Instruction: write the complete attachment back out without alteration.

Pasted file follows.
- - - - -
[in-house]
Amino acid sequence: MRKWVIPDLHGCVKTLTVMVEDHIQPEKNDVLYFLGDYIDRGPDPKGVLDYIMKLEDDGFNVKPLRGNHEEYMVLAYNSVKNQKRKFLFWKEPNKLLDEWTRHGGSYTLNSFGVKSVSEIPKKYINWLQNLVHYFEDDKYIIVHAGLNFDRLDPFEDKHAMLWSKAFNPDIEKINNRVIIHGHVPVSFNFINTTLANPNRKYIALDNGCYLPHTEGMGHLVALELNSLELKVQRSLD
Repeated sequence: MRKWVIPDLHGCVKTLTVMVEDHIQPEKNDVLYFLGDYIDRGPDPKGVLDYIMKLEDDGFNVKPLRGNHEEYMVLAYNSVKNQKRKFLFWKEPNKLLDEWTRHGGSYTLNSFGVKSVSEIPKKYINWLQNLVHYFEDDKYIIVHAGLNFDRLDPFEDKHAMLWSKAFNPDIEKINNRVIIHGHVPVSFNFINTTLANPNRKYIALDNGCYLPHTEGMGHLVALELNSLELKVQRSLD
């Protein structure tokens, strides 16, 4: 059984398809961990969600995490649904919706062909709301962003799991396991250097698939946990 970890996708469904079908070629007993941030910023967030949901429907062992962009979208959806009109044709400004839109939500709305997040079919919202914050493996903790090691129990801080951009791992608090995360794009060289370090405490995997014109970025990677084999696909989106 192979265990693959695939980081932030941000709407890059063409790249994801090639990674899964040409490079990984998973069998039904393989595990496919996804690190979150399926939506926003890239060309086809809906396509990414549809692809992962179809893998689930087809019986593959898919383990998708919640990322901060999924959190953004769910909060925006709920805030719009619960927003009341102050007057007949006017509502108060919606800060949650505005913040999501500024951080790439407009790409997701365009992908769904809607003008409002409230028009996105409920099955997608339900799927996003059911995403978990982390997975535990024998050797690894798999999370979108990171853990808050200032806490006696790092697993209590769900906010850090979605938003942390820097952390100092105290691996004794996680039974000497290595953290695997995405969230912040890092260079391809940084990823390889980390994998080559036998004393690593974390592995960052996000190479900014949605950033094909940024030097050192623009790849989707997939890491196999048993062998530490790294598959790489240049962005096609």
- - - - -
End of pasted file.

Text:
[in-house]
Amino acid sequence: MRKWVIPDLHGCVKTLTVMVEDHIQPEKNDVLYFLGDYIDRGPDPKGVLDYIMKLEDDGFNVKPLRGNHEEYMVLAYNSVKNQKRKFLFWKEPNKLLDEWTRHGGSYTLNSFGVKSVSEIPKKYINWLQNLVHYFEDDKYIIVHAGLNFDRLDPFEDKHAMLWSKAFNPDIEKINNRVIIHGHVPVSFNFINTTLANPNRKYIALDNGCYLPHTEGMGHLVALELNSLELKVQRSLD
Repeated sequence: MRKWVIPDLHGCVKTLTVMVEDHIQPEKNDVLYFLGDYIDRGPDPKGVLDYIMKLEDDGFNVKPLRGNHEEYMVLAYNSVKNQKRKFLFWKEPNKLLDEWTRHGGSYTLNSFGVKSVSEIPKKYINWLQNLVHYFEDDKYIIVHAGLNFDRLDPFEDKHAMLWSKAFNPDIEKINNRVIIHGHVPVSFNFINTTLANPNRKYIALDNGCYLPHTEGMGHLVALELNSLELKVQRSLD
């Protein structure tokens, strides 16, 4: 059984398809961990969600995490649904919706062909709301962003799991396991250097698939946990 970890996708469904079908070629007993941030910023967030949901429907062992962009979208959806009109044709400004839109939500709305997040079919919202914050493996903790090691129990801080951009791992608090995360794009060289370090405490995997014109970025990677084999696909989106 192979265990693959695939980081932030941000709407890059063409790249994801090639990674899964040409490079990984998973069998039904393989595990496919996804690190979150399926939506926003890239060309086809809906396509990414549809692809992962179809893998689930087809019986593959898919383990998708919640990322901060999924959190953004769910909060925006709920805030719009619960927003009341102050007057007949006017509502108060919606800060949650505005913040999501500024951080790439407009790409997701365009992908769904809607003008409002409230028009996105409920099955997608339900799927996003059911995403978990982390997975535990024998050797690894798999999370979108990171853990808050200032806490006696790092697993209590769900906010850090979605938003942390820097952390100092105290691996004794996680039974000497290595953290695997995405969230912040890092260079391809940084990823390889980390994998080559036998004393690593974390592995960052996000190479900014949605950033094909940024030097050192623009790849989707997939890491196999048993062998530490790294598959790489240049962005096609």